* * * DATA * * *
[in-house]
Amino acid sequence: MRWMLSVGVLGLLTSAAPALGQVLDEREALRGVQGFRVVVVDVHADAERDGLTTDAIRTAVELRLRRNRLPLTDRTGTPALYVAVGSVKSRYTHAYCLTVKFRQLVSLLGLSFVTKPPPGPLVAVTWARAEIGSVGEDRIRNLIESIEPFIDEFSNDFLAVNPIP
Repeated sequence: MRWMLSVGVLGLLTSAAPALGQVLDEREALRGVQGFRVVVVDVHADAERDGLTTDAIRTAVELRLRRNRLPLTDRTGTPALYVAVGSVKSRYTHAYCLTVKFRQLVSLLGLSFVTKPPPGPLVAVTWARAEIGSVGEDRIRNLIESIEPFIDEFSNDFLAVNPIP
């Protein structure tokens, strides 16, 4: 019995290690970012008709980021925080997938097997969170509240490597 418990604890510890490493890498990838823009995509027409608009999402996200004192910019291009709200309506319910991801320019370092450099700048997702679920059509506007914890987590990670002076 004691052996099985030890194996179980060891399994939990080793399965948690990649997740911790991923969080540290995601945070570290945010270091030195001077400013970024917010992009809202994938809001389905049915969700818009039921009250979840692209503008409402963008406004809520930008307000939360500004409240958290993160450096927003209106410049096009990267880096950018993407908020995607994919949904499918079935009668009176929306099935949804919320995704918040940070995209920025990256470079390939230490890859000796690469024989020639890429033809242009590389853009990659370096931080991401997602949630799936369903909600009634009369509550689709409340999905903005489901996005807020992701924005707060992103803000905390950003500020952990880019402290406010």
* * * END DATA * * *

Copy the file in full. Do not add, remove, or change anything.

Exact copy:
[in-house]
Amino acid sequence: MRWMLSVGVLGLLTSAAPALGQVLDEREALRGVQGFRVVVVDVHADAERDGLTTDAIRTAVELRLRRNRLPLTDRTGTPALYVAVGSVKSRYTHAYCLTVKFRQLVSLLGLSFVTKPPPGPLVAVTWARAEIGSVGEDRIRNLIESIEPFIDEFSNDFLAVNPIP
Repeated sequence: MRWMLSVGVLGLLTSAAPALGQVLDEREALRGVQGFRVVVVDVHADAERDGLTTDAIRTAVELRLRRNRLPLTDRTGTPALYVAVGSVKSRYTHAYCLTVKFRQLVSLLGLSFVTKPPPGPLVAVTWARAEIGSVGEDRIRNLIESIEPFIDEFSNDFLAVNPIP
């Protein structure tokens, strides 16, 4: 019995290690970012008709980021925080997938097997969170509240490597 418990604890510890490493890498990838823009995509027409608009999402996200004192910019291009709200309506319910991801320019370092450099700048997702679920059509506007914890987590990670002076 004691052996099985030890194996179980060891399994939990080793399965948690990649997740911790991923969080540290995601945070570290945010270091030195001077400013970024917010992009809202994938809001389905049915969700818009039921009250979840692209503008409402963008406004809520930008307000939360500004409240958290993160450096927003209106410049096009990267880096950018993407908020995607994919949904499918079935009668009176929306099935949804919320995704918040940070995209920025990256470079390939230490890859000796690469024989020639890429033809242009590389853009990659370096931080991401997602949630799936369903909600009634009369509550689709409340999905903005489901996005807020992701924005707060992103803000905390950003500020952990880019402290406010």